What this all boils down to is: I just want to write–I write to process things. I write to gain perspective, to make myself laugh, to chronicle my experiences.  Maybe someday, it will really matter to me to have lots of readers. Right now, I just want to practice writing quality content—so this post is about giving myself permission to do just that.  To not fret over who’s reading, or how to go “pro” at this.  That will be a thing someday, but for now I’m talking quirky to myself.

Tell and Show

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A picture is worth a thousand words, but have you ever overheard something in a cafe or at work that made you rubber neck to find out if what you heard was actually what was said?  That seems to be a regular occurrence in my household, so we’ve started a list of the oddest things we’ve found ourselves saying:

 

“You can’t fold your clothes if you are in that cauldron with that hippo!”

 

“Be careful of  Johnny Depp in my bathtub!”

 

“Stop shedding deer hair on the counter!”

 

“Why is there an octopus in a snowflake mug?”

 

“I think you have an escaped alpaca!”

 

Of course, there are perfectly sensible explanations for all of these declarations, but taken out of context…they sound like bad middle school writing prompts…or blog post titles….

Welcome!

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Welcome to Talk Quirky to Me!

In the fifth grade, my teacher read a nature poem to the class that included the phrase “an egg yolk sun.”  This is the only line in the poem I remember, because after the teacher read it, we were tasked with drawing a picture to illustrate it and I had only one image in my head. 

I drew a frying pan on a stove, sizzling with bacon and eggs, sunny-side up. I penciled in some blue and white kitchen tile in the background because I thought it would look pretty.

The kid next to me glanced over at my drawing and said, “What is THAT? That’s not what the poem is about!” 

The kid on the other side of me leaned over and hissed, ‘That’s not right! You’re doing it wrong!”

When I looked at their drawings, I was surprised to see they had both drawn green trees and purple, snow-capped mountains. Yellow suns bulged from the top corners of their papers.  A furtive glance at other drawings revealed similar mountain landscapes.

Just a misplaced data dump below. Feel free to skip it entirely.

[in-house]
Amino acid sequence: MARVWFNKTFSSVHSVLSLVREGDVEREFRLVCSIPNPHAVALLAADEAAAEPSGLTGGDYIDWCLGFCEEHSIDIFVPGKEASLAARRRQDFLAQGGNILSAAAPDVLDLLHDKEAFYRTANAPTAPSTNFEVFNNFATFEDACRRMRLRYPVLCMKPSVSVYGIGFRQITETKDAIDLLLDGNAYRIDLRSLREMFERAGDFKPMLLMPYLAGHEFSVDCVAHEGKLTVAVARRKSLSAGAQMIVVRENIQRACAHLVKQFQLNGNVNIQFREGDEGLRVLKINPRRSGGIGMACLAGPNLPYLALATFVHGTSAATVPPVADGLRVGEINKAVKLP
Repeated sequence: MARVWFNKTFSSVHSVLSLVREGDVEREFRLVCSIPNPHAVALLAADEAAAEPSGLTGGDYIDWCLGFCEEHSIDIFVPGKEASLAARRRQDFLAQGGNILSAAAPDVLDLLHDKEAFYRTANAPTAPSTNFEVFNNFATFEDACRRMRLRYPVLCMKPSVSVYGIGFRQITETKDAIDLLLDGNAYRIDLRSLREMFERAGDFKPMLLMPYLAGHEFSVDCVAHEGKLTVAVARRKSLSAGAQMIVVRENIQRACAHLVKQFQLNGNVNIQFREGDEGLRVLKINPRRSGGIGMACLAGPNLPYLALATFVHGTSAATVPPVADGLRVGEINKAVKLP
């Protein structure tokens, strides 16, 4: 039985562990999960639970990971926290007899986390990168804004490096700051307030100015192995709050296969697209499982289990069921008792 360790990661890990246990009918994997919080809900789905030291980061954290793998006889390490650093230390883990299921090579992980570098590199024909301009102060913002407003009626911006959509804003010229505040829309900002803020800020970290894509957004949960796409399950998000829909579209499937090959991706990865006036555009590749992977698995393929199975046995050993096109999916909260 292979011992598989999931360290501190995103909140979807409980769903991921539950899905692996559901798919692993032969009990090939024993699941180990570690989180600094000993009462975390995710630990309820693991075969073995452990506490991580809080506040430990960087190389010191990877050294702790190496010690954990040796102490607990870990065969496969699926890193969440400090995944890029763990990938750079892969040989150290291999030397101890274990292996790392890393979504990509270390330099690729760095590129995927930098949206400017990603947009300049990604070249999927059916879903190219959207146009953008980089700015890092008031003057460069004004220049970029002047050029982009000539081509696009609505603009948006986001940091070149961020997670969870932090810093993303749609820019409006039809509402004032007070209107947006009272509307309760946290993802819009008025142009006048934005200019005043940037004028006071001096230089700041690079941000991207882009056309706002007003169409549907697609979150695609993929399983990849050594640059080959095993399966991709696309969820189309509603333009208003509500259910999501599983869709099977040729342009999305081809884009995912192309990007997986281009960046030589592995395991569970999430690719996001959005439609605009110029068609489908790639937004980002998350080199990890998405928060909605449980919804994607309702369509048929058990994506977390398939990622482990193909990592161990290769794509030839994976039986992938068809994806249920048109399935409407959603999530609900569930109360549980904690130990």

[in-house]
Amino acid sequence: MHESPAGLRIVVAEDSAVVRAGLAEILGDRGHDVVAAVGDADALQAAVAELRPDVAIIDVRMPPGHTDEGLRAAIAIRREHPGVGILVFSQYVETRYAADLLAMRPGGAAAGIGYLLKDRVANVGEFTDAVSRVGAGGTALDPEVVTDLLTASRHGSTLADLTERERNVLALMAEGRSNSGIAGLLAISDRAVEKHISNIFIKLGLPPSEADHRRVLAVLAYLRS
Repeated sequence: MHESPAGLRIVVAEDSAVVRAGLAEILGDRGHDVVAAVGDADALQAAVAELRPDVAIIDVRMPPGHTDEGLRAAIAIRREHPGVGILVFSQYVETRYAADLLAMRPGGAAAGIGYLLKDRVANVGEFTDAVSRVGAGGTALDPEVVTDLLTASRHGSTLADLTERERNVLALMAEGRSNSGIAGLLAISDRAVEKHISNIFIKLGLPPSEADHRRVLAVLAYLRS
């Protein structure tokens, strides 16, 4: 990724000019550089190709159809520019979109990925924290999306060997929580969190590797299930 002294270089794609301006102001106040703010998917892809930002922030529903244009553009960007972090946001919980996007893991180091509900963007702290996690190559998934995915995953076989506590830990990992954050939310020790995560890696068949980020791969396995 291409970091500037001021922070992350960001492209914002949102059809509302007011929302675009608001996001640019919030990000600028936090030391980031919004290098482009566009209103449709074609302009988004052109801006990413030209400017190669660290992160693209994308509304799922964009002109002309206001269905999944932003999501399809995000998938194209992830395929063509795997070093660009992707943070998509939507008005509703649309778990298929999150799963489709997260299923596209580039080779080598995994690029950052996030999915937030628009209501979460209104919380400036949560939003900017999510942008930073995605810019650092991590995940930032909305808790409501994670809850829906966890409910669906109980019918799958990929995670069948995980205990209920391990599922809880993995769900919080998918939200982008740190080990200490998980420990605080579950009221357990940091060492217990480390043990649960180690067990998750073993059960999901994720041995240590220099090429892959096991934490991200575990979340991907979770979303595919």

A third kid leaned over and sneered at my paper,  “Why did you draw breakfast?”

I panicked.  My picture was not representative of the class’s illustrative consensus.  Hastily, I crayoned in a kitchen window with a view: pointy mountains, shaggy tree, a speck of sun in the northwest corner.

“You’re going to get in trouble,” said the first kid. “That doesn’t look right.”

My picture had drawn a crowd now and my teacher came over. “What’s this?” he said, plucking my picture off the table. 

“Marissa did it wrong. She didn’t draw what was in the poem!” squealed one of the kids.

My teacher scrutinized my work, then me. I still recall his face—bristly blonde brows furrowed over pale blue eyes, his mustache twitching over down-pressed lips.  This was his expression whenever he scolded me for daydreaming or goofing off when I was supposed to be paying attention.  Hot with embarrassment, I slid down in my chair. Could I get away with hiding under the table?

Finally, my teacher’s face relaxed. He took a step backward, lifted my drawing high, and said, “This is a very interesting take on this poem. I’ve never seen anything like this before.” He smiled at me and handed my paper back. “Good work.”

This was the first time I realized I take the world at a bit of a slant.  Over time, I learned to trust my creative intuition and it’s led me in all kinds of crazy directions and off-center adventures. I created Talk Quirky to Me to share my oddball outlook. I hope my stories make you laugh, make you think, and inspire you to look at the world in a different way.

Love and breakfast,

Marissa